Although I harbored doubt all week, today it was unmistakable: Fall is fully here. At first I thought it was merely the start of the commercial Fall, that artificial season heralded in by the changing of the department store windows rather than by the changing of the leaves. But this year the two seem to have synchronized: The stores rolled out their inventories of warm clothing just as one started to think about needing them.
Similarly, the parks along the Main are now empty of their sunbathing lovers, and there are no more naked children splashing around with the geese on the riverbanks near Randersacker. It’s not yet too cold to go in the water, but mentally the time for it has passed. The thermometer hovers between 17 and 20 degrees Celsius (about 60 degrees Fahrenheit), which, by the Boston standard to which I’ve become accustomed, is still positively balmy, but the Franconians are a Southern people, and like Southern people the world over, they bundle up in sweaters and scarves at the first hint of cooler temperatures.
The transformation to the countryside has been a clearer sign that Fall is here, farmers knowing more about the changing of the seasons than anyone else, I guess. In just the last week all the corn has been harvested, the fields tilled, and every last apple has been plucked from the trees. Pumpkins and squash have replaced the Zwetchgen (small, oval-shaped plums) at the roadside produce stands. And in Kleinen Oechsenfurt today, the villagers were already testing out their fireplaces.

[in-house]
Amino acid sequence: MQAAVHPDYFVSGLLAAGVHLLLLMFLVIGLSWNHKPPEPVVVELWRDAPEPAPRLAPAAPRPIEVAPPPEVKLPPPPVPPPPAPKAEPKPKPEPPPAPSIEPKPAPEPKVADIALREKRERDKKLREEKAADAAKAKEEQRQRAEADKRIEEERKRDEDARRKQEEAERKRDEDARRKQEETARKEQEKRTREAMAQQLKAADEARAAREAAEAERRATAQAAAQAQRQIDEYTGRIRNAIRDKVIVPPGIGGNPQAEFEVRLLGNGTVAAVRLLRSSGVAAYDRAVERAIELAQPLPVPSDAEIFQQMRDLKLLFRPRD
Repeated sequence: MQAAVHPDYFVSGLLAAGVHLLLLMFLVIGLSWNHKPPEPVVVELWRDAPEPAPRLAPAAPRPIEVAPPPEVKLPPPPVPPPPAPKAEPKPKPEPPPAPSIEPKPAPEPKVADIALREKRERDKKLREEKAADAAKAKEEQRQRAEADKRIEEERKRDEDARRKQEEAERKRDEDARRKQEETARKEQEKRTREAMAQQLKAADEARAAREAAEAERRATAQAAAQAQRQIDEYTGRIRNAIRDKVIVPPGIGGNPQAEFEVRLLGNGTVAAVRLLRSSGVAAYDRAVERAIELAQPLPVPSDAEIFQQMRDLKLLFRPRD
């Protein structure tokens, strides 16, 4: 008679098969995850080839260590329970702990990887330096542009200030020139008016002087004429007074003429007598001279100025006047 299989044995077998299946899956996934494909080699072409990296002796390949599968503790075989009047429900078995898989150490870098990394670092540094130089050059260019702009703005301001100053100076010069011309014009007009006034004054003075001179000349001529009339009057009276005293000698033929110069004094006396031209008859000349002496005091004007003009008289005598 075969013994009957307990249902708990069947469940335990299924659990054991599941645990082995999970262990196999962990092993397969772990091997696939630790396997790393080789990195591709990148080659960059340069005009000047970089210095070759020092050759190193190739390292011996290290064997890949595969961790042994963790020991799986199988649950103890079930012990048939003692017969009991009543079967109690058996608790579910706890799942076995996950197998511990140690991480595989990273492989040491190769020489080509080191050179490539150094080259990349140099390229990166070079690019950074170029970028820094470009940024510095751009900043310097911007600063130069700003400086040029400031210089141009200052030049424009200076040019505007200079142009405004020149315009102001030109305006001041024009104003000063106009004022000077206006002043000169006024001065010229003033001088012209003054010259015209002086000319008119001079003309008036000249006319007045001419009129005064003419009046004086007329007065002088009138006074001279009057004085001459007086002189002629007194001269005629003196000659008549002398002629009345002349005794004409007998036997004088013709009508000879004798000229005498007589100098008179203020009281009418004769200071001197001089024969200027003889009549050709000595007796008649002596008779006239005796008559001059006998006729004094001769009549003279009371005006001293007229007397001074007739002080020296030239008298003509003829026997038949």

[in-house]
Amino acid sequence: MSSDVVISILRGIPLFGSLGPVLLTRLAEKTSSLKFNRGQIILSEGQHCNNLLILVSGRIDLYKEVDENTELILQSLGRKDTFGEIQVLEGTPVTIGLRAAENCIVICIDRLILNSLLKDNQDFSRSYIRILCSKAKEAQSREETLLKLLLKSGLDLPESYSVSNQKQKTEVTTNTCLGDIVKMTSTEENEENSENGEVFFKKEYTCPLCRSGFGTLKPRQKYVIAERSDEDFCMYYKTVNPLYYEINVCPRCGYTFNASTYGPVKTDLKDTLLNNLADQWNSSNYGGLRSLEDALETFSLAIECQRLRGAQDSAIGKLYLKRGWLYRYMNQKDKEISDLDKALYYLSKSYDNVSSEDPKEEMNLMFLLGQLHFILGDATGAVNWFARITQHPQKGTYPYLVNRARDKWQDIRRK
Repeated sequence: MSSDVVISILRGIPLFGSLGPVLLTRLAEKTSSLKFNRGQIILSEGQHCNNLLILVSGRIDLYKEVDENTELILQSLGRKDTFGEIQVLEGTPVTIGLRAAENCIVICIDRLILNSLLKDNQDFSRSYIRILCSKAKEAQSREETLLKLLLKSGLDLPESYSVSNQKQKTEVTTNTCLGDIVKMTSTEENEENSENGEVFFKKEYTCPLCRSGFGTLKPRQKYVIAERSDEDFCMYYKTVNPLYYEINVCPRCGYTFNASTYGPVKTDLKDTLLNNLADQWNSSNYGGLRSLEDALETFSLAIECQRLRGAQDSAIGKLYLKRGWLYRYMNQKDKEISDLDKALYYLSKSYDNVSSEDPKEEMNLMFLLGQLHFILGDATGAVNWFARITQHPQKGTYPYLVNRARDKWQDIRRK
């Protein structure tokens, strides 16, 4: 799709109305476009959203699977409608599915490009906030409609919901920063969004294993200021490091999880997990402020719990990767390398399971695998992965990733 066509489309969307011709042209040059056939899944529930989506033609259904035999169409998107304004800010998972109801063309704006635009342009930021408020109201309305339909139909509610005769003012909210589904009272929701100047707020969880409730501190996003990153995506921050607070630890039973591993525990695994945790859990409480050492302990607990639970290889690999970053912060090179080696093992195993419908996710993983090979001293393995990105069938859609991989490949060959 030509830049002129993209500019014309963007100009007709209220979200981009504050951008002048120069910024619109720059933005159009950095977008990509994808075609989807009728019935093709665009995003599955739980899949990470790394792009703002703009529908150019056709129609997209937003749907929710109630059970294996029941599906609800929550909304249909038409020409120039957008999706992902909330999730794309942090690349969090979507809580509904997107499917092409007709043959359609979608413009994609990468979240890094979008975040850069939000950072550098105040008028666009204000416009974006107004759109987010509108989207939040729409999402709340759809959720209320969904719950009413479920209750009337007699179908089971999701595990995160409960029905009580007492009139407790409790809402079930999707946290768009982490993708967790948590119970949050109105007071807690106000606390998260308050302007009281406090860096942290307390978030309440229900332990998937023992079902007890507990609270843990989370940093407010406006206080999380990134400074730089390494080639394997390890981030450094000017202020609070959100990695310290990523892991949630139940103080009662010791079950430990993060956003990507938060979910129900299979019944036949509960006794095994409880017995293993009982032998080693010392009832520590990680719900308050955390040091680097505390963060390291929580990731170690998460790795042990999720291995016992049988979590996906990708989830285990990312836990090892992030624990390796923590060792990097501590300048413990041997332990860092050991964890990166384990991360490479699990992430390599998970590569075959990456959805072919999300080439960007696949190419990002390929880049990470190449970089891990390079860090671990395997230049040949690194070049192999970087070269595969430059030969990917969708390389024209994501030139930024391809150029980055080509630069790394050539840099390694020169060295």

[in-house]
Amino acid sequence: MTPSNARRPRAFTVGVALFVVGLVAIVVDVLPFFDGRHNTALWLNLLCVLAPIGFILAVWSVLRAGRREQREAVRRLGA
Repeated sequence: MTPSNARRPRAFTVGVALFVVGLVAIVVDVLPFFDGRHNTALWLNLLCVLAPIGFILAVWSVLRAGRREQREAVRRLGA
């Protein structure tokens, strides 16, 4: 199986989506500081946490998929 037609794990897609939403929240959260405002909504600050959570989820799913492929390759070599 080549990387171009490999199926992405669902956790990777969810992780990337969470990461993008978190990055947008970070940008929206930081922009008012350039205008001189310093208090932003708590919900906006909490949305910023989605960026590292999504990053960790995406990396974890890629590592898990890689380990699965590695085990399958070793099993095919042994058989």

There’s something about the smell of burning leaves and pine logs that takes me back to the autumns of my childhood in Warren, Arkansas. I guess it’s because in the years since I’ve never lived someplace where people had fireplaces or where burning leaves in your backyard was allowed. One whiff of that pungent peppery scent and I felt the urge to don a calico dress and harvest something, like in all those make-believe games of “Pioneer” that my friends and I used to play when we were girls and only in the Autumn. And fittingly, I heard a marching band playing today in Winterhausen – a sound that I always associate with Fall and football. I don’t suppose I’ve heard a marching band in a decade or picked up a French horn in as many years. I should.
Fall in the country is just so much more intense than Fall in the city. In Boston I was rarely affected by the change in the seasons. There was so little Nature there to affect, that I rarely even noticed until a heat wave made my apartment uninhabitable or a Nor’easter covered the roads with four feet of snow. When I left Boston last year for Würzburg, I was so worried about all the things in the city that I would miss: museums, concerts, restaurants, shopping. It hadn’t even occurred to me that living in the city, I lacked anything from the country, like brilliant seasons. Likewise, when Kevin and I first found out that we’d be moving to Alberta, I was a little concerned. Although we’d be living in a city, Edmonton is an oasis of civilization in a vast wilderness more rural than anywhere I’ve ever known. However, I’m now beginning to think that it will have its own compensations and it may even grow to be a way of life I prefer.